Mr. Walsh says the press is committed to telling Indigenous stories through an Indigenous lens and will establish an Indigenous advisory board for guidance on this and other issues.

He says when he arrived in Regina in 2013 to run the press – which specializes in topics that include aboriginal issues – he was told to listen to the elders. And that's what he's doing with Dr. McLeod, he says. "It was really an elder who said to me: Don't give up on him. Don't give up on these men who have been so damaged by colonialism."

In an additional statement e-mailed to The Globe, Mr. Walsh writes: "I firmly believe that there can be redemption for these men. Writing can provide a means to promote healing for people like Neal, who have suffered the impact of colonialism and intergenerational trauma."

He later adds: "Walking with a man on his path towards healing does not mean abandoning the needs of women."

To that, Ms. Lee told The Globe: "Holding someone accountable for harm they're causing to your community is not the same thing as throwing them away. It's the opposite. And it's done as an act of love for our community."

According to Mr. Walsh, Dr. McLeod resigned from Trent, where he was associate professor in Indigenous Studies, after the criminal case, and returned to his home reserve, where he teaches Cree, writes and edits.

The open letter asks that the anthology honour "the experiences of Indigenous women and abuse survivors" by removing Dr. McLeod's work. And it also asks the publisher and other institutions to "recognize the life-saving necessity of supporting Indigenous women, girls and Two-Spirit people who name abuse and abusers.

"We believe we must question, disrupt and abolish systems of misogyny and patriarchy, in order to be free to direct our energy and work towards a place of thriving for Indigenous women and Two-Spirit folks," the letter reads.

In addition to Ms. Lee, the letter is also signed by Nickita Longman, Sylvia McAdam, Lindsay Knight, Night Kinistino and Dawn Dumont.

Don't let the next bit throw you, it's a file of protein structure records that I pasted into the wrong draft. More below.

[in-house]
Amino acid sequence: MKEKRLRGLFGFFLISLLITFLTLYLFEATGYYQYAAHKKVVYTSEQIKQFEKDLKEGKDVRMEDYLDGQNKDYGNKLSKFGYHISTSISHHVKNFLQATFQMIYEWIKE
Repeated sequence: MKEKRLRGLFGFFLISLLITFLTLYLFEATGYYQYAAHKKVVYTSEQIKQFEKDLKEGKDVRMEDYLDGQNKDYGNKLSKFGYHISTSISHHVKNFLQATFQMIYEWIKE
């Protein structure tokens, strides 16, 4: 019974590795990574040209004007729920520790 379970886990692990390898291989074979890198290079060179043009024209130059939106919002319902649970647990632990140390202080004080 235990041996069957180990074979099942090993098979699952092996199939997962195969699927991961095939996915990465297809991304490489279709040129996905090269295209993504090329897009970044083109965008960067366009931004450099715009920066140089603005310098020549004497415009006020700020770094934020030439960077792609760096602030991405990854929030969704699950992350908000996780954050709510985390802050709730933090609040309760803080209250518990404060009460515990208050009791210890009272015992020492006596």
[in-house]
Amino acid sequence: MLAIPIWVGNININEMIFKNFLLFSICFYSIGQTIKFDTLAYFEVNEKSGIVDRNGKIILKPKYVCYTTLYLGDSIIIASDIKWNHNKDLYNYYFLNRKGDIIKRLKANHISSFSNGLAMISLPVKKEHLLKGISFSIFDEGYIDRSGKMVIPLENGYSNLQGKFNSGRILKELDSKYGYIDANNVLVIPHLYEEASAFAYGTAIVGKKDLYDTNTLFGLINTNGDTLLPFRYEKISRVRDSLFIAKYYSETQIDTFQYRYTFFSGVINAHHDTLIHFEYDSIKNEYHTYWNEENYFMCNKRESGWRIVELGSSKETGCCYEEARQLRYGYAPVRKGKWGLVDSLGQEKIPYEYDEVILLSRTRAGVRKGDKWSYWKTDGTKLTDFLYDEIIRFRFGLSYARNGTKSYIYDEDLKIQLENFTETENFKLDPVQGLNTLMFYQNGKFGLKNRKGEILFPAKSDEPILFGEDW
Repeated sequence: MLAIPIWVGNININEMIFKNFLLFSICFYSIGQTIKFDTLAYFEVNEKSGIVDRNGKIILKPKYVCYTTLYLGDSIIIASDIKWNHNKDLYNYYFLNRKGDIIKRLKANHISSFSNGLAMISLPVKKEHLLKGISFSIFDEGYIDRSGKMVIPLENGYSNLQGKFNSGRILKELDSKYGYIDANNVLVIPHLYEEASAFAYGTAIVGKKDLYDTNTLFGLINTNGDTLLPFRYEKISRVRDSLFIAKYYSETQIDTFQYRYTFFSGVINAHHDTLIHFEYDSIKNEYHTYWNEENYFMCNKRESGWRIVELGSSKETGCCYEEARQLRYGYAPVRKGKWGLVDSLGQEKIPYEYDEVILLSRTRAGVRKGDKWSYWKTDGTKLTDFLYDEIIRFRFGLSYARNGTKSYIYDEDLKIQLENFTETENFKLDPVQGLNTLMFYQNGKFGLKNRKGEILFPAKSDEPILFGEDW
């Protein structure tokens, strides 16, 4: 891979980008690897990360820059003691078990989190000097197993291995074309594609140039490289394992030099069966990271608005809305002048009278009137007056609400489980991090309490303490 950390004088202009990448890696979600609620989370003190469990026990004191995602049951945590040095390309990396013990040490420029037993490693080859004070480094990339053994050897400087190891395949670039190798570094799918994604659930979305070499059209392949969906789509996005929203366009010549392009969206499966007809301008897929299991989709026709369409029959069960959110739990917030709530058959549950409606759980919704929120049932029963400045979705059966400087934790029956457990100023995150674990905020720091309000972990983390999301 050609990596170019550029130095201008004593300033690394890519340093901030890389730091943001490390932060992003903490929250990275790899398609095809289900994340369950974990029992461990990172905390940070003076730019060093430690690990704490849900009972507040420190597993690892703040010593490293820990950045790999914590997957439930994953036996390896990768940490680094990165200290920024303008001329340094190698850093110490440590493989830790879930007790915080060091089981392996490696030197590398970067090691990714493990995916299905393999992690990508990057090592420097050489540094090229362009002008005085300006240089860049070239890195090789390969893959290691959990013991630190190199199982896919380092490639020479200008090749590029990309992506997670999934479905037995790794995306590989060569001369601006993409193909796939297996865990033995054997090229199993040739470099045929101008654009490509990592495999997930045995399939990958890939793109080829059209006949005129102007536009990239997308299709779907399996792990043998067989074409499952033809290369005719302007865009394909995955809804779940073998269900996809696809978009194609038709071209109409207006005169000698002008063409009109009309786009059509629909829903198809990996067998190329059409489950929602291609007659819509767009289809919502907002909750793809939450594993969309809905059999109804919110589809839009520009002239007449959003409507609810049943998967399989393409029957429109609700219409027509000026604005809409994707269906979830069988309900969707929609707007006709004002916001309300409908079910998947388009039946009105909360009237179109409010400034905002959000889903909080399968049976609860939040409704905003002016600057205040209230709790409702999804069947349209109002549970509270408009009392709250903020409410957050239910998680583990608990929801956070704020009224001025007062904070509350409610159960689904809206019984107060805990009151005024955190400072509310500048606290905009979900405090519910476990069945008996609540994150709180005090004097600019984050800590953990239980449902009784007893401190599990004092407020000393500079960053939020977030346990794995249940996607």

"The women who signed the letter together, we realized that we've all been in this situation together so many times with men who haven't done the necessary work to repair harmed relationships as a result of violence," Ms. Lee said. "… We're so often told as Indigenous women not to talk about violence in our communities because we know that it can so easily be weaponized by the state against us. Folks already think of Indigenous men as violent and irresponsible. So the answer to that is not to completely shut up about violence. It's to say that, yes, this happens in our community, just like every other community, but we've been told too long to stay silent."

Mr. Walsh says pulling their work out of the anthology, which is to be published in May, 2018, is "a big price" for the six authors.

But, in addition to the censorship issue, he thinks it would be a huge oversight to exclude Dr. McLeod – who is an accomplished and award-winning poet. "His contribution is really quite vast and really significant just in terms of the critical response. He's quite brilliant. It's such a shame that he has been so damaged. He is doing the work; I do know that."

Mr. Walsh also highlights the press's commitment to publishing work by Indigenous writers and women specifically.

"This is a serious, serious thing and it has real consequences for the press. We have worked so hard to try to do the right thing and this is just how life has unfolded."

The Globe has been unable to reach Dr. McLeod.